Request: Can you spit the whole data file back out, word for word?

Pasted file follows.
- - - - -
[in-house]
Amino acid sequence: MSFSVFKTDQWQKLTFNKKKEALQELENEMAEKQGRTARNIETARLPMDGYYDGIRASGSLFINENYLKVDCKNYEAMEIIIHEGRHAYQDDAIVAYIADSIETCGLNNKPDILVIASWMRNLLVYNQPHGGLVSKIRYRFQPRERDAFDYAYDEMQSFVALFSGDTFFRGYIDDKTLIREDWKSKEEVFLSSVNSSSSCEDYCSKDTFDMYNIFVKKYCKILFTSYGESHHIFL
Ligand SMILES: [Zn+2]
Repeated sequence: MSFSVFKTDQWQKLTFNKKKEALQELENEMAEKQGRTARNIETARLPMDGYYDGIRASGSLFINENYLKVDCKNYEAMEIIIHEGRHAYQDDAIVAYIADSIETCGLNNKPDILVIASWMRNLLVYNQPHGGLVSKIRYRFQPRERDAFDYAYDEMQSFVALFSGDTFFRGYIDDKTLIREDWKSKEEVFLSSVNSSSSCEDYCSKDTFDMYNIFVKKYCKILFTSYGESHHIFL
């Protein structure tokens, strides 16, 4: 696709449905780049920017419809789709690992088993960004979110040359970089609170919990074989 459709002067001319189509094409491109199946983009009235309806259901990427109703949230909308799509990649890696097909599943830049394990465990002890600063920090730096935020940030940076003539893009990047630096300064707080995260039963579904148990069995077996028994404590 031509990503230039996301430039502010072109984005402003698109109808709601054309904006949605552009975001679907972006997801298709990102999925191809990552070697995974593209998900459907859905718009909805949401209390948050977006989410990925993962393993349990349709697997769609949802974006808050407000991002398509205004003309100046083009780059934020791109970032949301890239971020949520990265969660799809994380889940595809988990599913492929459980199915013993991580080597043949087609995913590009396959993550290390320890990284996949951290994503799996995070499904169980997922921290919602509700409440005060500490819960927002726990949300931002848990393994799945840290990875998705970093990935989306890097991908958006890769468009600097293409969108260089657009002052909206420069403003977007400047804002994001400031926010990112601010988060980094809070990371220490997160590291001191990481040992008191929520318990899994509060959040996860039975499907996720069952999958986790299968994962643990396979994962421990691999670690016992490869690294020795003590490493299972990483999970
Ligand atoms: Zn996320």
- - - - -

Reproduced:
[in-house]
Amino acid sequence: MSFSVFKTDQWQKLTFNKKKEALQELENEMAEKQGRTARNIETARLPMDGYYDGIRASGSLFINENYLKVDCKNYEAMEIIIHEGRHAYQDDAIVAYIADSIETCGLNNKPDILVIASWMRNLLVYNQPHGGLVSKIRYRFQPRERDAFDYAYDEMQSFVALFSGDTFFRGYIDDKTLIREDWKSKEEVFLSSVNSSSSCEDYCSKDTFDMYNIFVKKYCKILFTSYGESHHIFL
Ligand SMILES: [Zn+2]
Repeated sequence: MSFSVFKTDQWQKLTFNKKKEALQELENEMAEKQGRTARNIETARLPMDGYYDGIRASGSLFINENYLKVDCKNYEAMEIIIHEGRHAYQDDAIVAYIADSIETCGLNNKPDILVIASWMRNLLVYNQPHGGLVSKIRYRFQPRERDAFDYAYDEMQSFVALFSGDTFFRGYIDDKTLIREDWKSKEEVFLSSVNSSSSCEDYCSKDTFDMYNIFVKKYCKILFTSYGESHHIFL
């Protein structure tokens, strides 16, 4: 696709449905780049920017419809789709690992088993960004979110040359970089609170919990074989 459709002067001319189509094409491109199946983009009235309806259901990427109703949230909308799509990649890696097909599943830049394990465990002890600063920090730096935020940030940076003539893009990047630096300064707080995260039963579904148990069995077996028994404590 031509990503230039996301430039502010072109984005402003698109109808709601054309904006949605552009975001679907972006997801298709990102999925191809990552070697995974593209998900459907859905718009909805949401209390948050977006989410990925993962393993349990349709697997769609949802974006808050407000991002398509205004003309100046083009780059934020791109970032949301890239971020949520990265969660799809994380889940595809988990599913492929459980199915013993991580080597043949087609995913590009396959993550290390320890990284996949951290994503799996995070499904169980997922921290919602509700409440005060500490819960927002726990949300931002848990393994799945840290990875998705970093990935989306890097991908958006890769468009600097293409969108260089657009002052909206420069403003977007400047804002994001400031926010990112601010988060980094809070990371220490997160590291001191990481040992008191929520318990899994509060959040996860039975499907996720069952999958986790299968994962643990396979994962421990691999670690016992490869690294020795003590490493299972990483999970
Ligand atoms: Zn996320």